OAH Distinguished Lecturer Profile

OAH Distinguished Lectureship program 40 years 1981-2021

Angela Zimmerman

Portrait of Angela Zimmerman

Angela Zimmerman is a professor of history at the George Washington University. Her research focuses on revolutions and empires in the United States, West Africa, and Europe. She is the author of Anthropology and Antihumanism in Imperial Germany (2001) and Alabama in Africa: Booker T. Washington, the German Empire, and the Globalization of the New South (2010). She has also edited Karl Marx and Friedrich Engels, The Civil War in the United States (2016). She is currently writing a history of the American Civil War as an international revolution.

Featured Lecture

OAH Lectures

Historians have long recognized that gender is, in the worlds of Joan W. Scott, a "useful category of historical analysis," and, more recently, have come to embrace the value of transnational approaches. In this lecture, Angela Zimmerman, a transgender transnational historian, explains, using concrete examples, how trans* approaches to history illuminate the past in new ways.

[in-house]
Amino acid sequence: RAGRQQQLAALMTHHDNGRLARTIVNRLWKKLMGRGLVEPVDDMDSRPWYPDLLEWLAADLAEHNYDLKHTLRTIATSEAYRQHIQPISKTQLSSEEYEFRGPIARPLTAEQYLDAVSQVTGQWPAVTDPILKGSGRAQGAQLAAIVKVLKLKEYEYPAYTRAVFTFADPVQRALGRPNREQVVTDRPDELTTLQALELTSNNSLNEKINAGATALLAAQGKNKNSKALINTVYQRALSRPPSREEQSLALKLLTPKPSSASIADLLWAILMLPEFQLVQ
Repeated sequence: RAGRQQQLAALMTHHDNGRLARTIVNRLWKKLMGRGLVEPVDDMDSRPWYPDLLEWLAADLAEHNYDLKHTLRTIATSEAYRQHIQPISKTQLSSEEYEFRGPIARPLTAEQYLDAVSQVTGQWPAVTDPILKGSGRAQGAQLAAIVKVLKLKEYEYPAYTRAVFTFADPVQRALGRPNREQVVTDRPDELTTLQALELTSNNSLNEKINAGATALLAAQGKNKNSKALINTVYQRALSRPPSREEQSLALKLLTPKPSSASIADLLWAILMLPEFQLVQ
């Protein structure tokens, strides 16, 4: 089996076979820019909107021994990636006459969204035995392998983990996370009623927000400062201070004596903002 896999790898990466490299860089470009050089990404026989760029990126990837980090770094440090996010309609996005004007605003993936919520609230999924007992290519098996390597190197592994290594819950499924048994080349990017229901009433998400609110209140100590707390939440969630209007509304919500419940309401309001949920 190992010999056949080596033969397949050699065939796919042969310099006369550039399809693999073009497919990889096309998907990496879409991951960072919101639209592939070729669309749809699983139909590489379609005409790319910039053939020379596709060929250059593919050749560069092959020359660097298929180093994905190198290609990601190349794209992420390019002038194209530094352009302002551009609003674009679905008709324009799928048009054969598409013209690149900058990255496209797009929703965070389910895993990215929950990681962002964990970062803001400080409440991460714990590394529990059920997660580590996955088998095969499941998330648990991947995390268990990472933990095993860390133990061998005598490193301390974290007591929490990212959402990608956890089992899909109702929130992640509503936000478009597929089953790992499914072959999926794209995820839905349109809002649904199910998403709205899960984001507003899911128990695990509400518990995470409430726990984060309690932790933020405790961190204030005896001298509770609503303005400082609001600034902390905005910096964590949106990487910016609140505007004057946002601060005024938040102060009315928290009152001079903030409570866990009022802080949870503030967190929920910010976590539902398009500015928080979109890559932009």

This lecture reveals how Reconstruction after the Civil War was not only a turning point in the history of the United States, but also in the history of imperialism and anti-imperialism in the Atlantic world.
Karl Marx and Frederick Engels agreed that the American Civil War was the most important event of the nineteenth century, and they wrote extensively about the American Conflict. Through thousands of German exiles who fought in the Union ranks, they remained distant participants in what they saw as a great labor struggle -- a war against slavery. This lecture reveals how they understood the Civil War, how the Civil War shaped their own political theories, and suggests that US history can be placed in a much broader international and intellectual context than is often supposed to be the case.
Many consider the Civil War to be the most important event in the history of the United States. Yet, the American Civil War was both an international and a national event, with European, Caribbean, Latin American, and African histories influencing, and in turn being influenced by, the war over slavery in the United States.